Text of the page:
• Susan — You’re right. Zuckerberg has always been a “techie.” That’s why he was able to see the potential for facebook while he was still in college. He also had the technical skills to realize his vision. Maybe he should let go and move on to his next innovations.

  4. Given the pace at which social networking is changing, I think it’s hard to place a bet with the amount of certainty investors require. Few of these firms have gone through a full business cycle yet, so we’re not sure how they’ll weather the changes (leadership vs. management). Look at Groupon — they’re having similar difficulties. Google’s share price set expectations that apply to Google only, not to others. Looking at Google and Amazon (the latter in terms of longevity, not profitability) is the wrong lens — rather we should view firms like Facebook as mere start-ups in a world constantly evolving and being disrupted.

    • Frank – a very thoughtful observation, as usual. We forget that all these social media companies are less than 10 years old. It’s quite mind boggling to observe their growth and acceptance among consumers. But they are far from mature companies, as you point out. So we don’t know whether they will essentially disappear from our radar screens, i.e., My Space, or flourish. I was very surprised at the hoopla surrounding Groupon. The barriers to entry for this kind of enterprise are so low technologically. It was only a matter of time before imitators jumped into the game.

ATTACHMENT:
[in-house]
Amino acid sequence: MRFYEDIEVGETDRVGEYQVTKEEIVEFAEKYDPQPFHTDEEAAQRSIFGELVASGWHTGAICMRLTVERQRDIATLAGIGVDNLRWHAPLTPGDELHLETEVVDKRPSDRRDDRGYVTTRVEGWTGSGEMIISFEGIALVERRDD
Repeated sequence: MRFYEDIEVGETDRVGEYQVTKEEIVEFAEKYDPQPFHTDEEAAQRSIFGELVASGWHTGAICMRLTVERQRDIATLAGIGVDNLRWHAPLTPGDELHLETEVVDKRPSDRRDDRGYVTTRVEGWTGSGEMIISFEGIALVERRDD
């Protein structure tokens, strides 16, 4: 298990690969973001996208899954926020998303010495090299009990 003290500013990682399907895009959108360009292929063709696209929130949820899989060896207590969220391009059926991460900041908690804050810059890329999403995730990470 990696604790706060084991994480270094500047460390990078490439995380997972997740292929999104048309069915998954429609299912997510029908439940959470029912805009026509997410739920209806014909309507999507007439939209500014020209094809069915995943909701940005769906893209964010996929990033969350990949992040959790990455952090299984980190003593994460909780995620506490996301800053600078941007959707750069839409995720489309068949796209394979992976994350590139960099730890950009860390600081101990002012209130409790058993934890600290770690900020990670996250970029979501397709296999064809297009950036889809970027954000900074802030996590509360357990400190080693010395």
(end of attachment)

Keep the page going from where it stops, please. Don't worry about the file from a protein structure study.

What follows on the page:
5. I guess, we should wait to see more of how can he possibly cope with the complexities at this time. I believe that it is still a bit early to label him in terms of leadership. I know not much about Zuckerberg, but to think how Facebook reaches the world is a big point for him.

    • Welcome, Chris. Well, Mark Zuckerberg is still so young, only 28 and heading up a company with some 1 billion customers. Even the most able leader would be intimidated by that!

  6. Walter — thanks for visiting. Well, you can’t fault Mark Zuckerberg in one respect — he’s built a humongous company and become a billionaire. Maybe not such a bad role model!